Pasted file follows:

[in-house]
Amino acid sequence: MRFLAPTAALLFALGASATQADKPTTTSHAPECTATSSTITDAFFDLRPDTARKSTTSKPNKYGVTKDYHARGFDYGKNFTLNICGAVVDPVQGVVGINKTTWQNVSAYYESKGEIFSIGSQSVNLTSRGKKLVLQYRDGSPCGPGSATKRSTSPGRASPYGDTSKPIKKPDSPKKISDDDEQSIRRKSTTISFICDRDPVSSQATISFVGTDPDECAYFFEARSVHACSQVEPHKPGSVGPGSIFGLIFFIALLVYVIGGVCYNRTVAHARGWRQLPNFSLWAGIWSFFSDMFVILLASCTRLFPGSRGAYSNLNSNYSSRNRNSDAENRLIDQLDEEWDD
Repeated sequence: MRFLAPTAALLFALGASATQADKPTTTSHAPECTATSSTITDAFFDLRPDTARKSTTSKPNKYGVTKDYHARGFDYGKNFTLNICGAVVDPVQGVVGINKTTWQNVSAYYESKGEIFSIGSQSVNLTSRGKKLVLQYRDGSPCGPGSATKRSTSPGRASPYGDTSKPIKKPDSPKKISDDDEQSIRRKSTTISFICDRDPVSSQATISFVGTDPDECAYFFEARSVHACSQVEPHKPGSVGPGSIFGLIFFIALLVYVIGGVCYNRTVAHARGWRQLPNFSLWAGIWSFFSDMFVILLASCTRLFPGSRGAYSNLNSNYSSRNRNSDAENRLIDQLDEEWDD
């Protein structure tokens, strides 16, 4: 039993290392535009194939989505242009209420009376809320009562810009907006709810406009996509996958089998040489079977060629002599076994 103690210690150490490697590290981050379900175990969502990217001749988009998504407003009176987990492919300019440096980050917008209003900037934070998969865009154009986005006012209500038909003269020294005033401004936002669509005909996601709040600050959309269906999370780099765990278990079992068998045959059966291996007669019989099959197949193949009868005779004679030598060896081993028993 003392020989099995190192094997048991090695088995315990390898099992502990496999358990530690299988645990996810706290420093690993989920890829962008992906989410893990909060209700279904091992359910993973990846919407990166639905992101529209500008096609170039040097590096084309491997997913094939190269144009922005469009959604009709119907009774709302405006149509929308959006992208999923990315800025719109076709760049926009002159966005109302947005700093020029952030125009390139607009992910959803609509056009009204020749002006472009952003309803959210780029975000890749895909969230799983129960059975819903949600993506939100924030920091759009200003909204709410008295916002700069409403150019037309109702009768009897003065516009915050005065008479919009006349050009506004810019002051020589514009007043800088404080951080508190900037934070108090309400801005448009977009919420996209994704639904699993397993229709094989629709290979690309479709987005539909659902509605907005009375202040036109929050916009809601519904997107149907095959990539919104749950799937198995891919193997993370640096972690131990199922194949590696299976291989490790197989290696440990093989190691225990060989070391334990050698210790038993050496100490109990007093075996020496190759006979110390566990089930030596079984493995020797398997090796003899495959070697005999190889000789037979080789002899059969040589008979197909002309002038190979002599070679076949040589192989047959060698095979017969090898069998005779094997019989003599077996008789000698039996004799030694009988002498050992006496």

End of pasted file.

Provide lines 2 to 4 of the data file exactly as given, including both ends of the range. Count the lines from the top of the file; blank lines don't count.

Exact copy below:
Amino acid sequence: MRFLAPTAALLFALGASATQADKPTTTSHAPECTATSSTITDAFFDLRPDTARKSTTSKPNKYGVTKDYHARGFDYGKNFTLNICGAVVDPVQGVVGINKTTWQNVSAYYESKGEIFSIGSQSVNLTSRGKKLVLQYRDGSPCGPGSATKRSTSPGRASPYGDTSKPIKKPDSPKKISDDDEQSIRRKSTTISFICDRDPVSSQATISFVGTDPDECAYFFEARSVHACSQVEPHKPGSVGPGSIFGLIFFIALLVYVIGGVCYNRTVAHARGWRQLPNFSLWAGIWSFFSDMFVILLASCTRLFPGSRGAYSNLNSNYSSRNRNSDAENRLIDQLDEEWDD
Repeated sequence: MRFLAPTAALLFALGASATQADKPTTTSHAPECTATSSTITDAFFDLRPDTARKSTTSKPNKYGVTKDYHARGFDYGKNFTLNICGAVVDPVQGVVGINKTTWQNVSAYYESKGEIFSIGSQSVNLTSRGKKLVLQYRDGSPCGPGSATKRSTSPGRASPYGDTSKPIKKPDSPKKISDDDEQSIRRKSTTISFICDRDPVSSQATISFVGTDPDECAYFFEARSVHACSQVEPHKPGSVGPGSIFGLIFFIALLVYVIGGVCYNRTVAHARGWRQLPNFSLWAGIWSFFSDMFVILLASCTRLFPGSRGAYSNLNSNYSSRNRNSDAENRLIDQLDEEWDD
């Protein structure tokens, strides 16, 4: 039993290392535009194939989505242009209420009376809320009562810009907006709810406009996509996958089998040489079977060629002599076994 103690210690150490490697590290981050379900175990969502990217001749988009998504407003009176987990492919300019440096980050917008209003900037934070998969865009154009986005006012209500038909003269020294005033401004936002669509005909996601709040600050959309269906999370780099765990278990079992068998045959059966291996007669019989099959197949193949009868005779004679030598060896081993028993 003392020989099995190192094997048991090695088995315990390898099992502990496999358990530690299988645990996810706290420093690993989920890829962008992906989410893990909060209700279904091992359910993973990846919407990166639905992101529209500008096609170039040097590096084309491997997913094939190269144009922005469009959604009709119907009774709302405006149509929308959006992208999923990315800025719109076709760049926009002159966005109302947005700093020029952030125009390139607009992910959803609509056009009204020749002006472009952003309803959210780029975000890749895909969230799983129960059975819903949600993506939100924030920091759009200003909204709410008295916002700069409403150019037309109702009768009897003065516009915050005065008479919009006349050009506004810019002051020589514009007043800088404080951080508190900037934070108090309400801005448009977009919420996209994704639904699993397993229709094989629709290979690309479709987005539909659902509605907005009375202040036109929050916009809601519904997107149907095959990539919104749950799937198995891919193997993370640096972690131990199922194949590696299976291989490790197989290696440990093989190691225990060989070391334990050698210790038993050496100490109990007093075996020496190759006979110390566990089930030596079984493995020797398997090796003899495959070697005999190889000789037979080789002899059969040589008979197909002309002038190979002599070679076949040589192989047959060698095979017969090898069998005779094997019989003599077996008789000698039996004799030694009988002498050992006496």